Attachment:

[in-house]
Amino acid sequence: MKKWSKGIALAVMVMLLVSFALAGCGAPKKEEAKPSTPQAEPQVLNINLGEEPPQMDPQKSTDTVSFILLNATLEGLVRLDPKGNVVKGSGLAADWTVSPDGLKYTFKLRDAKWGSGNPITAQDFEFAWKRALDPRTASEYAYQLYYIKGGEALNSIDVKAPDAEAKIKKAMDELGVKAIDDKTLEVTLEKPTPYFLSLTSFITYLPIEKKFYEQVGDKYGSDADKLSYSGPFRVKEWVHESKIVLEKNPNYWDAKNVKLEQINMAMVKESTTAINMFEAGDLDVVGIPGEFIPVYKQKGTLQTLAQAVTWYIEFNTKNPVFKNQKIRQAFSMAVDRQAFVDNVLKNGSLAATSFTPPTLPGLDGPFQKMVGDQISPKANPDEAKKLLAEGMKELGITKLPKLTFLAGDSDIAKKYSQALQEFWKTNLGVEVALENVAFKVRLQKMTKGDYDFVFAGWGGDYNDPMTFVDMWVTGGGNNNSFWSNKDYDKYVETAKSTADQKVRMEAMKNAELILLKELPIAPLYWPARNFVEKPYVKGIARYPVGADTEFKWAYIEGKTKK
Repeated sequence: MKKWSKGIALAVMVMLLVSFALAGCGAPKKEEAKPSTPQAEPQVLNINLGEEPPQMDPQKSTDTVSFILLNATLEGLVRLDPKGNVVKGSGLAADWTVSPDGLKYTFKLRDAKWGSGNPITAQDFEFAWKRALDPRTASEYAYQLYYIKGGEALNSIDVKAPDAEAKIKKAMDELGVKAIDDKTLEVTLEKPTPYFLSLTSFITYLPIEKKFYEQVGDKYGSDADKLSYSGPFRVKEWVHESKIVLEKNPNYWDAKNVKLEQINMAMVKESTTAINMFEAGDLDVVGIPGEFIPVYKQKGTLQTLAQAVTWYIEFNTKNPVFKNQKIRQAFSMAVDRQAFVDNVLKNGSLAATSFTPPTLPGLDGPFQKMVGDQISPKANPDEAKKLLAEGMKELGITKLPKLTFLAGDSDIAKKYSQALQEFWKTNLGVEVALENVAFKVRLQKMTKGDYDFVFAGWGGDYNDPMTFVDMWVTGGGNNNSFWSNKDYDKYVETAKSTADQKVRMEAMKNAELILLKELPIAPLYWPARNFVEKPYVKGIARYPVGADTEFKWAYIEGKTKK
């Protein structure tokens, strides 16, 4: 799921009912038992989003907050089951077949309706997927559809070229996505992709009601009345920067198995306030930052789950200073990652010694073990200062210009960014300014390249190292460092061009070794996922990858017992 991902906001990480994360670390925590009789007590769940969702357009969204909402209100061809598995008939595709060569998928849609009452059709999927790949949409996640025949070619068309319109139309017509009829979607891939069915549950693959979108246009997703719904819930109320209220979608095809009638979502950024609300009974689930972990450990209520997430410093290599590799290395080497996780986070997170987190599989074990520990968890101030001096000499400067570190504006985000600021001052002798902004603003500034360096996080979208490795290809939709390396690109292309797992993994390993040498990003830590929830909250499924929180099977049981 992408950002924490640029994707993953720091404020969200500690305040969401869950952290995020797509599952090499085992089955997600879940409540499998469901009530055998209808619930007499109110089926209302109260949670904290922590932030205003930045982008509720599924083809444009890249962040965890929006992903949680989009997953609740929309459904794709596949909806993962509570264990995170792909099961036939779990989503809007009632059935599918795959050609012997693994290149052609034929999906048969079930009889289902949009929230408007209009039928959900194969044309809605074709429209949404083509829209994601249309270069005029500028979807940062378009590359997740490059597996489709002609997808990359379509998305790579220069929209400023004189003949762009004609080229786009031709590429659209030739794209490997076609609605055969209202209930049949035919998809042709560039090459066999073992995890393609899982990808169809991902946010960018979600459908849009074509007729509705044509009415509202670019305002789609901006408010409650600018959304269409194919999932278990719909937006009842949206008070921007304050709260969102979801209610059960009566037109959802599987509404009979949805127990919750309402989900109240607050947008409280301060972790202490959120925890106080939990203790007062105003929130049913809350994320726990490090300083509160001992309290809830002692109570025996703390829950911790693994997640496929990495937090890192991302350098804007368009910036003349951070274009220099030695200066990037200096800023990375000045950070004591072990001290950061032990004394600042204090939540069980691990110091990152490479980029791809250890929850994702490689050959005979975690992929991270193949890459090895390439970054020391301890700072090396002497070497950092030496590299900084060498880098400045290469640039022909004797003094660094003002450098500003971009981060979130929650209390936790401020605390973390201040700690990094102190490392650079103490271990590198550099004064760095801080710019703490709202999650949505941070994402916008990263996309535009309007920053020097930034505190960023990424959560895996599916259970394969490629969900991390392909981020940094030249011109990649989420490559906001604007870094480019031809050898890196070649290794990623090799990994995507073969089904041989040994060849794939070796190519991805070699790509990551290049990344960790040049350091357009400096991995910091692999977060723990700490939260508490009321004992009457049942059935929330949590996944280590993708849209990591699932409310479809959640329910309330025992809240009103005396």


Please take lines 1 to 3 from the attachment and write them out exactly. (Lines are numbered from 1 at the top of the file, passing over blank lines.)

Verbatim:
[in-house]
Amino acid sequence: MKKWSKGIALAVMVMLLVSFALAGCGAPKKEEAKPSTPQAEPQVLNINLGEEPPQMDPQKSTDTVSFILLNATLEGLVRLDPKGNVVKGSGLAADWTVSPDGLKYTFKLRDAKWGSGNPITAQDFEFAWKRALDPRTASEYAYQLYYIKGGEALNSIDVKAPDAEAKIKKAMDELGVKAIDDKTLEVTLEKPTPYFLSLTSFITYLPIEKKFYEQVGDKYGSDADKLSYSGPFRVKEWVHESKIVLEKNPNYWDAKNVKLEQINMAMVKESTTAINMFEAGDLDVVGIPGEFIPVYKQKGTLQTLAQAVTWYIEFNTKNPVFKNQKIRQAFSMAVDRQAFVDNVLKNGSLAATSFTPPTLPGLDGPFQKMVGDQISPKANPDEAKKLLAEGMKELGITKLPKLTFLAGDSDIAKKYSQALQEFWKTNLGVEVALENVAFKVRLQKMTKGDYDFVFAGWGGDYNDPMTFVDMWVTGGGNNNSFWSNKDYDKYVETAKSTADQKVRMEAMKNAELILLKELPIAPLYWPARNFVEKPYVKGIARYPVGADTEFKWAYIEGKTKK
Repeated sequence: MKKWSKGIALAVMVMLLVSFALAGCGAPKKEEAKPSTPQAEPQVLNINLGEEPPQMDPQKSTDTVSFILLNATLEGLVRLDPKGNVVKGSGLAADWTVSPDGLKYTFKLRDAKWGSGNPITAQDFEFAWKRALDPRTASEYAYQLYYIKGGEALNSIDVKAPDAEAKIKKAMDELGVKAIDDKTLEVTLEKPTPYFLSLTSFITYLPIEKKFYEQVGDKYGSDADKLSYSGPFRVKEWVHESKIVLEKNPNYWDAKNVKLEQINMAMVKESTTAINMFEAGDLDVVGIPGEFIPVYKQKGTLQTLAQAVTWYIEFNTKNPVFKNQKIRQAFSMAVDRQAFVDNVLKNGSLAATSFTPPTLPGLDGPFQKMVGDQISPKANPDEAKKLLAEGMKELGITKLPKLTFLAGDSDIAKKYSQALQEFWKTNLGVEVALENVAFKVRLQKMTKGDYDFVFAGWGGDYNDPMTFVDMWVTGGGNNNSFWSNKDYDKYVETAKSTADQKVRMEAMKNAELILLKELPIAPLYWPARNFVEKPYVKGIARYPVGADTEFKWAYIEGKTKK